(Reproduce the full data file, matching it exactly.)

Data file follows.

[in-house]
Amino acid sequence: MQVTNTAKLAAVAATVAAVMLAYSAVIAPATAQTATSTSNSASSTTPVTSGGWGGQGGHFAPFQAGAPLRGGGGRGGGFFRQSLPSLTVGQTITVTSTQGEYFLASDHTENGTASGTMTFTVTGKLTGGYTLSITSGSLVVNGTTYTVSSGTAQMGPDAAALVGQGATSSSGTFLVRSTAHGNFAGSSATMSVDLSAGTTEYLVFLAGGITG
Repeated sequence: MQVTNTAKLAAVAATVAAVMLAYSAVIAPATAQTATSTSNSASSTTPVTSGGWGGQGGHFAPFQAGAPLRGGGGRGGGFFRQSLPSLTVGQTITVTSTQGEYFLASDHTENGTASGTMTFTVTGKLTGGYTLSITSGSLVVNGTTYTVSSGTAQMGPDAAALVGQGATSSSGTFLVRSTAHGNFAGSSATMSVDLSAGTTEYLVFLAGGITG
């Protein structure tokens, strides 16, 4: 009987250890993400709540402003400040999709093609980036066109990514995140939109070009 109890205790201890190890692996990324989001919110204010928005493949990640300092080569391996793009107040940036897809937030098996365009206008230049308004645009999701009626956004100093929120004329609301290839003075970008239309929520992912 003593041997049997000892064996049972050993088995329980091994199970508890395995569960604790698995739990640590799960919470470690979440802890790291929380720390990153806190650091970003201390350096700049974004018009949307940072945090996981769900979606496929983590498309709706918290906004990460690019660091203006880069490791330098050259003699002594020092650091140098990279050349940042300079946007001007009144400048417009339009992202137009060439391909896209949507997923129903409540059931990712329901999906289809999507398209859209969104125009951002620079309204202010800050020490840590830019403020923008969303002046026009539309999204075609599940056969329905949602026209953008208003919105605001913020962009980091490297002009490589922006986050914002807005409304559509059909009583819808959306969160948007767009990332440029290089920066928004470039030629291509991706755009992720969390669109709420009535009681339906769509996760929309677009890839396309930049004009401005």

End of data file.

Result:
[in-house]
Amino acid sequence: MQVTNTAKLAAVAATVAAVMLAYSAVIAPATAQTATSTSNSASSTTPVTSGGWGGQGGHFAPFQAGAPLRGGGGRGGGFFRQSLPSLTVGQTITVTSTQGEYFLASDHTENGTASGTMTFTVTGKLTGGYTLSITSGSLVVNGTTYTVSSGTAQMGPDAAALVGQGATSSSGTFLVRSTAHGNFAGSSATMSVDLSAGTTEYLVFLAGGITG
Repeated sequence: MQVTNTAKLAAVAATVAAVMLAYSAVIAPATAQTATSTSNSASSTTPVTSGGWGGQGGHFAPFQAGAPLRGGGGRGGGFFRQSLPSLTVGQTITVTSTQGEYFLASDHTENGTASGTMTFTVTGKLTGGYTLSITSGSLVVNGTTYTVSSGTAQMGPDAAALVGQGATSSSGTFLVRSTAHGNFAGSSATMSVDLSAGTTEYLVFLAGGITG
């Protein structure tokens, strides 16, 4: 009987250890993400709540402003400040999709093609980036066109990514995140939109070009 109890205790201890190890692996990324989001919110204010928005493949990640300092080569391996793009107040940036897809937030098996365009206008230049308004645009999701009626956004100093929120004329609301290839003075970008239309929520992912 003593041997049997000892064996049972050993088995329980091994199970508890395995569960604790698995739990640590799960919470470690979440802890790291929380720390990153806190650091970003201390350096700049974004018009949307940072945090996981769900979606496929983590498309709706918290906004990460690019660091203006880069490791330098050259003699002594020092650091140098990279050349940042300079946007001007009144400048417009339009992202137009060439391909896209949507997923129903409540059931990712329901999906289809999507398209859209969104125009951002620079309204202010800050020490840590830019403020923008969303002046026009539309999204075609599940056969329905949602026209953008208003919105605001913020962009980091490297002009490589922006986050914002807005409304559509059909009583819808959306969160948007767009990332440029290089920066928004470039030629291509991706755009992720969390669109709420009535009681339906769509996760929309677009890839396309930049004009401005």